Eliminating the Fear of Missing Out (FOMO)

Many are finding the quarantine a net gain for mental health.

Here’s why…

The FOMO has been eliminated. There is no longer a “fear of missing out”. For the first time in memory, that type of FEAR is gone. There are no events, no places to be, nowhere to go…everyone is in the same boat. Our worlds are simple. We are where we are. 

Our collective lifestyles will probably never be this similar again. We can all relate on some level. We have more in common than we did before. There is an uptick in unity. 

Our rivals aren’t getting ahead of us. Our heroes aren’t above us. Mick Jagger is at home just like you’re at home. The social totem pole has been deleted, and it seems quite good for collective morale. 

FOMO drives people into depression. There is absolutely nothing useful about FOMO. 

We have every option available to us at our fingertips; thus, the present is rarely good enough. It’s too easy to look at your phone (AKA pocket God) for “the cooler place to be.”

Why is that guy taking a crappy grainy video of the entire Rolling Stones concert? He has working eyeballs that see in hi-definition. He’s in the front row with amazing seats, yet watching Mick Jagger thru a 4-inch screen.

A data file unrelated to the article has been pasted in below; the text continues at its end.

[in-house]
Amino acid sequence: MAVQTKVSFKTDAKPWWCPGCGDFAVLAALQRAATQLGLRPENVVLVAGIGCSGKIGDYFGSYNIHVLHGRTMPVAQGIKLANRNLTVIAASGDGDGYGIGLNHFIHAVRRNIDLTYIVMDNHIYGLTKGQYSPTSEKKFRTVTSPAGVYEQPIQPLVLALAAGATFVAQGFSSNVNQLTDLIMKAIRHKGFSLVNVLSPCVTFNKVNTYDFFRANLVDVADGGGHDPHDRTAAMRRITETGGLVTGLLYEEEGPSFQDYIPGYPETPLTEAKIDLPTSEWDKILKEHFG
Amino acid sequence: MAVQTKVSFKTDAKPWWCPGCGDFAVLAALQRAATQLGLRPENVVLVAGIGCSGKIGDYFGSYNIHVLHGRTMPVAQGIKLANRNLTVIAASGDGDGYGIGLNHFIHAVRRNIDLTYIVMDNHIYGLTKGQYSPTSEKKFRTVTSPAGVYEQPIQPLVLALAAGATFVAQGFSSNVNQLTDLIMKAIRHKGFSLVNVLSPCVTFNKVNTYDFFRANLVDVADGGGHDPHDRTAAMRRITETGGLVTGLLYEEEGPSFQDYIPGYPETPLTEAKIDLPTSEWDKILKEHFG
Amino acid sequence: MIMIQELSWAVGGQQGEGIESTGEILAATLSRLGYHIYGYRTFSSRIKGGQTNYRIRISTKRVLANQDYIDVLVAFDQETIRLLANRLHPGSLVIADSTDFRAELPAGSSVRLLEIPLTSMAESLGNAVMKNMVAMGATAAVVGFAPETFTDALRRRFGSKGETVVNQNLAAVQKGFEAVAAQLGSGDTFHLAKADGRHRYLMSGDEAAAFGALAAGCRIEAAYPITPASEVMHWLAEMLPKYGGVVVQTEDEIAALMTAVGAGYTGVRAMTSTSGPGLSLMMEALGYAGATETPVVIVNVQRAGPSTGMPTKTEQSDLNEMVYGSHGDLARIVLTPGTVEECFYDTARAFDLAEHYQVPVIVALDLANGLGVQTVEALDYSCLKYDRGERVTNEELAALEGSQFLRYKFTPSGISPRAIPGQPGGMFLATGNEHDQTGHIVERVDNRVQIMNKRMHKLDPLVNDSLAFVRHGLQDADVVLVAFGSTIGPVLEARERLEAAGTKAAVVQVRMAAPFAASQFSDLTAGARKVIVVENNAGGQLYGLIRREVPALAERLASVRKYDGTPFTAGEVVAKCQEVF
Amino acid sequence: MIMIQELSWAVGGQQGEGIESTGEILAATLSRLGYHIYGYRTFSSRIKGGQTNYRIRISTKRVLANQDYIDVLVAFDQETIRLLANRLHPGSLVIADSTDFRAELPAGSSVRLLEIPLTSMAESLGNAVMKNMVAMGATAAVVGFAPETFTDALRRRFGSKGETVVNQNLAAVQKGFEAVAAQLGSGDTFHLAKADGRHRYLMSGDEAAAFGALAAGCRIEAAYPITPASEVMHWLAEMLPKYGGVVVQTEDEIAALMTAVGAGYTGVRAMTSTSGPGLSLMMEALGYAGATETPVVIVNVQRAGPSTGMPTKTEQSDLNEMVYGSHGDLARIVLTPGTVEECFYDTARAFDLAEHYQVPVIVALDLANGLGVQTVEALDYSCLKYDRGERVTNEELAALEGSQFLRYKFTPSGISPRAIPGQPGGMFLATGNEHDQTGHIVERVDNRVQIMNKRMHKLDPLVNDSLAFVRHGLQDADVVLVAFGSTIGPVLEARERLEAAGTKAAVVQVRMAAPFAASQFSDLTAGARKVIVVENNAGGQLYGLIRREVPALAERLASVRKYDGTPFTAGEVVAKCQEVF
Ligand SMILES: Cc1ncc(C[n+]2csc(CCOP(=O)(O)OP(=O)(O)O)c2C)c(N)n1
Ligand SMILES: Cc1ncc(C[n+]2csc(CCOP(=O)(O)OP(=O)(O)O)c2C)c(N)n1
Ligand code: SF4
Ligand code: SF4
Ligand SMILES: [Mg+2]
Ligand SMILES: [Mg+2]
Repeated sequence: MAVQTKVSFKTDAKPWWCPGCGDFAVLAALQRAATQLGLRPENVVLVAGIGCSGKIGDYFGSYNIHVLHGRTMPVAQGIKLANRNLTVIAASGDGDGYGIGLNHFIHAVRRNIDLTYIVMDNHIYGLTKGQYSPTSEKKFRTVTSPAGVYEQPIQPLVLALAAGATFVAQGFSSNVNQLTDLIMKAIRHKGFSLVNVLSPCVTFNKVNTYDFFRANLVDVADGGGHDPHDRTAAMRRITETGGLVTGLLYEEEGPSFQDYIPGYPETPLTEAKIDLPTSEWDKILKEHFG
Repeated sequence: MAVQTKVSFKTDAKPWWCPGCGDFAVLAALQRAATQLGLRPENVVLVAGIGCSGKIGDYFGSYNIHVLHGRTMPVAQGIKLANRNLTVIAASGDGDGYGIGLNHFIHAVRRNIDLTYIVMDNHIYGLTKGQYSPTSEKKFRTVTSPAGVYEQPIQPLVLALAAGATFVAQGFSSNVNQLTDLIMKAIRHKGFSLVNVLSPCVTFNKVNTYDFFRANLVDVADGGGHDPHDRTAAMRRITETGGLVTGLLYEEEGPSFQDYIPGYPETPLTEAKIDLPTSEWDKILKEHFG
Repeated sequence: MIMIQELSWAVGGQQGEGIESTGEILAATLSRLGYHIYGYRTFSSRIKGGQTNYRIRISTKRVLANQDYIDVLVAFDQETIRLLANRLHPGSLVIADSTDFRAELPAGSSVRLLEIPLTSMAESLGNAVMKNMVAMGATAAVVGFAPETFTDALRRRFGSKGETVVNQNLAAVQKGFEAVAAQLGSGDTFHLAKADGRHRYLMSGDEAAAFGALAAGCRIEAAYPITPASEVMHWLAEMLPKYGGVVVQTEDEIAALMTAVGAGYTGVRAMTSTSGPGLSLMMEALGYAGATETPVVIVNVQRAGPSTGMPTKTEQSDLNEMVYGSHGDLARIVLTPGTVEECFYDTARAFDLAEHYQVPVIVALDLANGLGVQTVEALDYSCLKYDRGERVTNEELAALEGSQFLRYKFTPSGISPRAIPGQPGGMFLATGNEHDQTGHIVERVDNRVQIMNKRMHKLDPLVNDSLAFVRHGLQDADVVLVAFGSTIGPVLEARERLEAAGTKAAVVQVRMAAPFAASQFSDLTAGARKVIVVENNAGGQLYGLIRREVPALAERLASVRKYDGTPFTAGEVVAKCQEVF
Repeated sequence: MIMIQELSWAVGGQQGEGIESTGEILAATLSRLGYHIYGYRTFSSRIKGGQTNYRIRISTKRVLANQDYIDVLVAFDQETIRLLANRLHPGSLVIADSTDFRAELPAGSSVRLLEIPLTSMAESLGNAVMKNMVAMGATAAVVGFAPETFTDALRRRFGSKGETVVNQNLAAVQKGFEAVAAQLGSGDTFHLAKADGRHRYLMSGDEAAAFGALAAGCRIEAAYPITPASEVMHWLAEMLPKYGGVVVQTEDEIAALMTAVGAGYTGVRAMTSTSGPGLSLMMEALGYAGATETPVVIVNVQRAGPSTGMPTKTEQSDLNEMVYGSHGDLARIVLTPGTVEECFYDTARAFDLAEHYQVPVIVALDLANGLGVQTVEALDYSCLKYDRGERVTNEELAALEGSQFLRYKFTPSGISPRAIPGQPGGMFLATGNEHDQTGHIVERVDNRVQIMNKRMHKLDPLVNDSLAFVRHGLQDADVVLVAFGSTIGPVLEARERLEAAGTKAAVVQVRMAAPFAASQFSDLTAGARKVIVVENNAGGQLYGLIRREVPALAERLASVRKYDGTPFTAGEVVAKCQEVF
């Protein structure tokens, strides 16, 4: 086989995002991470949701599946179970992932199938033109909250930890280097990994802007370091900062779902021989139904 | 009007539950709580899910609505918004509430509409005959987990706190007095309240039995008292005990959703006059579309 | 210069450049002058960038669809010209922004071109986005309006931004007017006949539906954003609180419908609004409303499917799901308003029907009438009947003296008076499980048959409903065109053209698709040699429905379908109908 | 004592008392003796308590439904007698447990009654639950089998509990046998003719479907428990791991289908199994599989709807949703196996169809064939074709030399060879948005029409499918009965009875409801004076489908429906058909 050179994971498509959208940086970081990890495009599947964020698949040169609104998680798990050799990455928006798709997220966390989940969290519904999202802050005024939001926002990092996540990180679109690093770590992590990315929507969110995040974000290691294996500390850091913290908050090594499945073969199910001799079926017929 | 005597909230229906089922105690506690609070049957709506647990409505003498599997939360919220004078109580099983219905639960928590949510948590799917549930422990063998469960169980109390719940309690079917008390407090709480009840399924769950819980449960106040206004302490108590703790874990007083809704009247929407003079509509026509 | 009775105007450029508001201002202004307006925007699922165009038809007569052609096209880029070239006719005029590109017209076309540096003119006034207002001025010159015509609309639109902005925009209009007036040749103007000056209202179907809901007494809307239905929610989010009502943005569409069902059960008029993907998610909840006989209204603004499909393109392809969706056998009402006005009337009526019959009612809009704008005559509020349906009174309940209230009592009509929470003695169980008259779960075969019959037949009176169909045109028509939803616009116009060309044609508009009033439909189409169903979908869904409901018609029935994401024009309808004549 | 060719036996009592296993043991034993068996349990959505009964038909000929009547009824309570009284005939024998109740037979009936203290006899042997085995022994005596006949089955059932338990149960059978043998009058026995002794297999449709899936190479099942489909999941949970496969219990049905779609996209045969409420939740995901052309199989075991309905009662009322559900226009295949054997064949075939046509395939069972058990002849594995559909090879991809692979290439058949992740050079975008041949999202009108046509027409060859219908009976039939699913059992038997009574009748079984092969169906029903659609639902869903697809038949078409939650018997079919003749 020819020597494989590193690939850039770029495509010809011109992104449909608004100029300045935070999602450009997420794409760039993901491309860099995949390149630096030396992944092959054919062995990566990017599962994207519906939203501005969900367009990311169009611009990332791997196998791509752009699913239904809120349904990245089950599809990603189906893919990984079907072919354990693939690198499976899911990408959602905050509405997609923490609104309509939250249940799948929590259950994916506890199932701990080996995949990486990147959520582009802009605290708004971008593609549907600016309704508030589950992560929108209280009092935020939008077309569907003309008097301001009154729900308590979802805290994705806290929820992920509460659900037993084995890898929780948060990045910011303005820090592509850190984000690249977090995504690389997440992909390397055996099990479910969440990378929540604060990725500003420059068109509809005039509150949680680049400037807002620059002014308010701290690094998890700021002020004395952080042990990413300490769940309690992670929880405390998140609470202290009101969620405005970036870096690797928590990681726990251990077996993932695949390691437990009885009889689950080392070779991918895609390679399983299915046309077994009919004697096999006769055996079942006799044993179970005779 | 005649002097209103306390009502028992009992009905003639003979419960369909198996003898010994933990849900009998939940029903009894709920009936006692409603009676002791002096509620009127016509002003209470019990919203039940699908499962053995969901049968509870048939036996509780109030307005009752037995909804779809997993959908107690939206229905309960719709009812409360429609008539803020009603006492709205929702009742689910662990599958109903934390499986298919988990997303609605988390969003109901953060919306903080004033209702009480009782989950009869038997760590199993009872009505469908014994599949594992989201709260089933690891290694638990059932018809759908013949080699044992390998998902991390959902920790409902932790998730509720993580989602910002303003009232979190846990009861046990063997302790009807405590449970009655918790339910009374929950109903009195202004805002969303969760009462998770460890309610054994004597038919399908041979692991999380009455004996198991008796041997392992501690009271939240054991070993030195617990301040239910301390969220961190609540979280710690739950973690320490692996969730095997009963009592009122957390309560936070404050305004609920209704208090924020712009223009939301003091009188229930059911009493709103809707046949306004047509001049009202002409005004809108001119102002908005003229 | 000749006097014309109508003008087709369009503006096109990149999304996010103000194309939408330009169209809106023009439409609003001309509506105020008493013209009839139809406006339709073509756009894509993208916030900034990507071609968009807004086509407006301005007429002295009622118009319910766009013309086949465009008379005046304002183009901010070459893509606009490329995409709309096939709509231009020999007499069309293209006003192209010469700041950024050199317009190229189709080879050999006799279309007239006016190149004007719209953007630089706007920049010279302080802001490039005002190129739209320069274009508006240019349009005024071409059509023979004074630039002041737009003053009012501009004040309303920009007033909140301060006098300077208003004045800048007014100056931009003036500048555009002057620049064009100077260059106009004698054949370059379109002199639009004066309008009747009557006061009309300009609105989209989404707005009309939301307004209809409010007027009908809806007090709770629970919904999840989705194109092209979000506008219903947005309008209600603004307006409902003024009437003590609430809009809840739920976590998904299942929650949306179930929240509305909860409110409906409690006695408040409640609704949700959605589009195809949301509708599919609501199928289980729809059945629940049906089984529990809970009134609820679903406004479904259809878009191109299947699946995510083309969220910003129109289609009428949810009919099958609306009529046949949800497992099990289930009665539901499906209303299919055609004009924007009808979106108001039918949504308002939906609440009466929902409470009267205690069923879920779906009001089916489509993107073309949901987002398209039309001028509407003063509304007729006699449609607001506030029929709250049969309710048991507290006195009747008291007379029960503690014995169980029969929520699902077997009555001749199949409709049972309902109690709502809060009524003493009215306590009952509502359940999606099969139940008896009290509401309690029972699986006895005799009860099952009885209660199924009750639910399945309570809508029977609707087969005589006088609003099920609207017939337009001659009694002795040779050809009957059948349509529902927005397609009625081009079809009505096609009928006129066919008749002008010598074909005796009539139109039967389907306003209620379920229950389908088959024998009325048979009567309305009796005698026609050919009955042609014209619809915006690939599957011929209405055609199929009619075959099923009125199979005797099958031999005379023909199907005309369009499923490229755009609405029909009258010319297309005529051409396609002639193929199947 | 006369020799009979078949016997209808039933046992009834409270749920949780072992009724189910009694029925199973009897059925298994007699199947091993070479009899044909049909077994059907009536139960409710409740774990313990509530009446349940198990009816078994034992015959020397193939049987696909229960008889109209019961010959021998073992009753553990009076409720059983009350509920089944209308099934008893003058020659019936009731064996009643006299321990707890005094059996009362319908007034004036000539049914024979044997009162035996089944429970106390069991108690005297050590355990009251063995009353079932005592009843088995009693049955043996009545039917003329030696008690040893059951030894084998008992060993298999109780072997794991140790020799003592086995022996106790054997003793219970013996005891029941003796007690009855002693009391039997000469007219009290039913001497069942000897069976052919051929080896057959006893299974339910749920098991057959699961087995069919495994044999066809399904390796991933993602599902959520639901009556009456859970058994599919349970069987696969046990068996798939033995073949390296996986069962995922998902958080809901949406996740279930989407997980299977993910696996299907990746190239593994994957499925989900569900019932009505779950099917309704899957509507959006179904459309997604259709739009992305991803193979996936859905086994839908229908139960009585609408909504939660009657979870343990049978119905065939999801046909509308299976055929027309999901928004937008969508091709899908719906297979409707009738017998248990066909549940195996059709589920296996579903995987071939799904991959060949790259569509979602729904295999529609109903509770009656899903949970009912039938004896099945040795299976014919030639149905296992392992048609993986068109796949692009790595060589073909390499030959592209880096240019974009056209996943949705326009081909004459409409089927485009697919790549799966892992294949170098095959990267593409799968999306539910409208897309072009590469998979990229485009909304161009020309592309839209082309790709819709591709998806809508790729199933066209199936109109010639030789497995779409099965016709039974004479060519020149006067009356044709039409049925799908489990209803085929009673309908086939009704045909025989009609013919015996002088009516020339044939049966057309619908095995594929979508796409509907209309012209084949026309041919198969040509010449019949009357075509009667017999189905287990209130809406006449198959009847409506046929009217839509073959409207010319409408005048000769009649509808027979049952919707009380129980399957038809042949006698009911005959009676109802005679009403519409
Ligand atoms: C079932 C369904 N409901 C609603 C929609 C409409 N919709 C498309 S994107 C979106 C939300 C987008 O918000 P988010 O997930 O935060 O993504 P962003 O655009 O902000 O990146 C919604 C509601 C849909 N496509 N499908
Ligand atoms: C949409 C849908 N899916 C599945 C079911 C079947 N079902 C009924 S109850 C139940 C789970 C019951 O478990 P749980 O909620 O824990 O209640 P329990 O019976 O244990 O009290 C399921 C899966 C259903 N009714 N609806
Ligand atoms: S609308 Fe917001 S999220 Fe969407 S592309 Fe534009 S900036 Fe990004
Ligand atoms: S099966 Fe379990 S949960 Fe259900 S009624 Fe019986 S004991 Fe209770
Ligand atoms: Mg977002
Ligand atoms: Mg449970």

Why is he doing this? Not because he’s going to watch the video later, but because he wants to show the world he was there. 

On a basic level, there’s nothing inherently wrong with that. But when everyone on the planet is participating in the “hey look at me” culture, the traps of comparison run our lives. That guy’s friends and acquaintances are watching his Rolling Stones video and seeing it as a net loss for themselves. 

That grainy video is injecting more unnecessary FOMO into the culture. 

Everyone has witnessed forms of “Rolling Stones Guy”, and everyone has been “Rolling Stones Guy” at some point. The more time we spend online; the more we are absorbing FOMO and/or injecting it into the culture. 

So, before posting something on social media, it seems important to ask one question…

Is this post useful to people?

The present moment shouldn’t be the backup option. The present is a gift. Locking into the present is the feeling of true peace or leisure or therapy or some combination of these. 

What else can we do but be content with where we are? It’s an initial struggle, and then all-of-a-sudden it’s not. Feels good to chill. Surrender to nothingness. Embrace the sweet pleasure of sitting in a chair and reading a book. No one is doing anything better right now. 

We are all going back on the hamster wheel soon; working our 40-60 hour work weeks at full hyper-speed and climbing the corporate ladder or social ladder or both, but for now, life is slow, and the FOMO is an afterthought. Feels good, right? 

Let’s remember this time and reference it when we’re feeling wobbly. 

FOMO can be kept in check. FOMO can even be defeated. 

The present moment is therapy. We gotta enjoy the lack of FOMO before we are withering in the traps of comparison once again. 

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